West Hollywood’s ‘Slow Streets’ Initiative Gets Lukewarm Response from City Council

West Hollywood’s “slow streets” experiment blocking off several residential streets to through traffic, thereby allowing residents to walk in the streets and have more room for social distancing, was met with lukewarm response by the City Council last night.

While the City of Los Angeles started the “slow streets” program blocking off selected residential neighborhood areas to through traffic, those areas tend to include multiple blocks, sometimes five or six blocks. The slow streets program is being adopted in cities across California, including San Diego, Oakland, and San Francisco.

Of the five West Hollywood areas selected for the initial slow streets experiment, three covered just a single block, all relatively short blocks – Hancock Avenue between Holloway Drive and West Knoll Drive, Lexington Avenue between Gardner Street and Vista Street, and Gardner Street between Romaine Street and Willoughby Avenue.

Of the West Hollywood areas that included multiple blocks, they are also relatively short areas – Cynthia Street for the two blocks between Wetherly Drive and Hilldale Avenue and Sherwood Drive for the three blocks between Huntley Drive and West Knoll Drive.

“I actually think that our public sidewalks are more than adequate to accommodate people and I don’t think that shutting down the streets are going to have the intended affect of encouraging people to come out and social distance themselves,” said Councilmember John Duran. “I think it’s more of an inconvenience to our residents.”

Councilmember Lauren Meister agreed, feeling more input from the neighborhoods was needed before deciding which areas to do close off.

Councilmember John Heilman noted that city staff’s time would be better spent reopening the city’s parks.

“It just doesn’t seem to be a solution that is addressing a real problem in the community,” said Heilman. “I know it’s a nice thought and other communities have done it, but it doesn’t seem like it makes sense given the fact that we’re now going into a phase that other things have reopened.”

Mayor Lindsey Horvath was the only council member who seemed supportive, but she also felt it needed more work, saying the slow streets program is “an important experiment to try and get right.”

Slow streets programs have attracted opposition in other car-centric cities like West Hollywood. San Diego, for example, has reduced its slow street areas in Pacific Beach and is re-evaluating those in North Park. San Francisco, however, continues to expand its program. San Jose has decided not to implement the program.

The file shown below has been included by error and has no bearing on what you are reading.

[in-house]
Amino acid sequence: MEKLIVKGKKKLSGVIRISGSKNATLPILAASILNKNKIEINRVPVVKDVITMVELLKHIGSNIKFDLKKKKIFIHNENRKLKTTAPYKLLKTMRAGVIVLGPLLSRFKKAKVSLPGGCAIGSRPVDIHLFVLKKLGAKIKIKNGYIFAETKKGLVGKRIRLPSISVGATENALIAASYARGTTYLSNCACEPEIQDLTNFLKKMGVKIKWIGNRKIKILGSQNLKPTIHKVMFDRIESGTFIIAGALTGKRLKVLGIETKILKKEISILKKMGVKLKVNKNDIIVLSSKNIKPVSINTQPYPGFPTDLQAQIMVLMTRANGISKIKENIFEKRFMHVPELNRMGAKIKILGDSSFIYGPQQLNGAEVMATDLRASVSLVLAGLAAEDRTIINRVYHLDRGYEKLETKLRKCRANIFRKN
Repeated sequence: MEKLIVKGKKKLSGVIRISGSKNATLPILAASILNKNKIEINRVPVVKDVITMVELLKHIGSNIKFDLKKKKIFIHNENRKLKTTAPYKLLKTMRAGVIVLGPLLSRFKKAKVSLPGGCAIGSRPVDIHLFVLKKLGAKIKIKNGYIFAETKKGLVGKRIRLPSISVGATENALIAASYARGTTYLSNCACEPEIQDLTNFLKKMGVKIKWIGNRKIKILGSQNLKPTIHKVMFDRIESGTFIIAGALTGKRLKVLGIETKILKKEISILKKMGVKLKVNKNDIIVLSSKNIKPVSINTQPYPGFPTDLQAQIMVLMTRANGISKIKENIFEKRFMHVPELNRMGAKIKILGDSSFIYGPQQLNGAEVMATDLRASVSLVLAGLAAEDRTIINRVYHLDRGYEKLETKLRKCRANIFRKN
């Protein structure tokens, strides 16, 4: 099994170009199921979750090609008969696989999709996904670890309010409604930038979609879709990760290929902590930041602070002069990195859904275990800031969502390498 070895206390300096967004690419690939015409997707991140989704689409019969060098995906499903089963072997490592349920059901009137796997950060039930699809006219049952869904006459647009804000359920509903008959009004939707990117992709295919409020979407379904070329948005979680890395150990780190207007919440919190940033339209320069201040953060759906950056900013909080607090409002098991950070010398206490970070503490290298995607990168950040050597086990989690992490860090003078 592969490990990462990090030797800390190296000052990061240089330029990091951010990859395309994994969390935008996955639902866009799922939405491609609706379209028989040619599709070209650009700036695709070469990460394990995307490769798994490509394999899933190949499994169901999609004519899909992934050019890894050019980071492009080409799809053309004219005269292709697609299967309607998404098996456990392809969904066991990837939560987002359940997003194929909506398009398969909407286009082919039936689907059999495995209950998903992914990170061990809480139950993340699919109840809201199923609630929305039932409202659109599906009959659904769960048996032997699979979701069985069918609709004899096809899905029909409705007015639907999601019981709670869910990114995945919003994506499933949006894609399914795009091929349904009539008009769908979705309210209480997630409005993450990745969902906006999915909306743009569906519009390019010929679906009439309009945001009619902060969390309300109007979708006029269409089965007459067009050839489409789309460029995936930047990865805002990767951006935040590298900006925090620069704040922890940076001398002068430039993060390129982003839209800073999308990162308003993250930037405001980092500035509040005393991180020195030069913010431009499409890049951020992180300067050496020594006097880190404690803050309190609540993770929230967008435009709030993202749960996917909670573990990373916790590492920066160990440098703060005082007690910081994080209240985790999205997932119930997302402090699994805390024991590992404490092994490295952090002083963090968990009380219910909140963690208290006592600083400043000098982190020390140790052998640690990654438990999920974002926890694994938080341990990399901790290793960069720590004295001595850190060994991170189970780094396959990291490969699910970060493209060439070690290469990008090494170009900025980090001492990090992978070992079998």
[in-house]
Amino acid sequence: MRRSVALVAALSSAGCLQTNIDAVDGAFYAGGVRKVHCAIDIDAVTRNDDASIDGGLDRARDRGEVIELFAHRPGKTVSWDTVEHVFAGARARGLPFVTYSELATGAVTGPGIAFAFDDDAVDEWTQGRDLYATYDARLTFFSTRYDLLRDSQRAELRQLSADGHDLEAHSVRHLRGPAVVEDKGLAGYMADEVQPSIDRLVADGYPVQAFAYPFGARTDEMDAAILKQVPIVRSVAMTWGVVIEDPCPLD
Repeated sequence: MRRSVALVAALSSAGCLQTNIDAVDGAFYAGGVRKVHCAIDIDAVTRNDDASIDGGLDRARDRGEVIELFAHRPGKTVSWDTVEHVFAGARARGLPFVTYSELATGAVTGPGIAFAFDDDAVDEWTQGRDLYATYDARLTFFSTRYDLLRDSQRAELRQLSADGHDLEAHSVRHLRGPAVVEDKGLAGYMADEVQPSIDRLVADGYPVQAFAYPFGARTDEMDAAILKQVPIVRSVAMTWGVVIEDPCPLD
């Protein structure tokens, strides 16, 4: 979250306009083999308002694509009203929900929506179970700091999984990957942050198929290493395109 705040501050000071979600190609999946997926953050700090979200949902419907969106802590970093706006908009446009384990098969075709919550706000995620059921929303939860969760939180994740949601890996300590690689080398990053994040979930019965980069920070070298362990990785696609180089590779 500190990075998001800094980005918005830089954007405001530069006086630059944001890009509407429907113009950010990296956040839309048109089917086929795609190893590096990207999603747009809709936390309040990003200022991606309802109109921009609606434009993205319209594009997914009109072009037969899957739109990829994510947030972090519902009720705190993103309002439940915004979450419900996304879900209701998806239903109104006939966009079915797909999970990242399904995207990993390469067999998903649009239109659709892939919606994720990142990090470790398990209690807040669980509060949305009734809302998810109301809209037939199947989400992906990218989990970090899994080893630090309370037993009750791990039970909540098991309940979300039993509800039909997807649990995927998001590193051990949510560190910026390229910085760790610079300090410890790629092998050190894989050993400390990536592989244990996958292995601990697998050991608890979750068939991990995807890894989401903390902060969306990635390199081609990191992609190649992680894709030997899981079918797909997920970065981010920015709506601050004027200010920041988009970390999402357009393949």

The streets and blocks were selected and agreed-upon by the staff Slow Streets working group because they had the following characteristics:

  • Two-lane local streets
  • Residential streets that are not exclusively single-family residential
  • Blocks that do not intersect with a major street
  • Blocks that have stop signs on each end
  • Street segments with pavement that is in good condition

During public comment, resident Karen O’Keefe of the West Hollywood Bicycle Coalition supported the slow streets program, but urged finding longer stretches of streets to close to make biking more enjoyable.

At its meeting, the Council affirmed all the other emergency items which the city manager initiated, including requiring all people to wear face masks when in public, prohibiting construction noise between 5 p.m. and 8 a.m., allowing neighborhood meetings for development projects to take place virtually, starting City Council meetings at 5:30 p.m. rather than 6:30 p.m. and waiving/delaying various fees.

At its March 16 meeting, the City Council declared a local state of emergency in response to the emerging coronavirus pandemic. With that declaration, the Council gave City Manager Paul Arevalo the power to issue emergency orders that would take effect quickly, without prior Council approval. Then at each biweekly City Council meeting, the councilmembers vote to affirm the emergency orders Arevalo has issued.

It was that local state of emergency order which gave Arevalo the power to declare the citywide 8 p.m. curfew on Saturday, May 30 in response to protests, riots and looting in the area. (The Sunday, May 31 countywide curfew of 6 p.m. was issued by Los Angeles County, while the Monday, June 1 curfew of 4 p.m. for West Hollywood was approved by the full City Council during an emergency meeting held earlier that day).

During non state of emergency times, the city manager does not have such power. When the city is not under a local state of emergency, items must be passed by a majority of the Council before they take effect.

CORRECTION: An earlier version of this story stated that city staff will return with a revised item regarding slow streets and greenways later this summer. In fact, City Hall staffers will return before the Council this summer with  items proposing traffic calming and other improvements on select streets rather than slow streets plans. The story has been corrected.

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About James F. Mills
James F. Mills has reported on West Hollywood extensively for over a decade, notably serving as the editor of AOL’s West Hollywood Patch website. His journalism has also appeared in LA Weekly, Backstage West, Notes From Hollywood, Gay Star News and Frontiers magazine, among others. A North Carolina native, he moved to California as soon as he finished graduate school at UNC-Chapel Hill and has never looked back.

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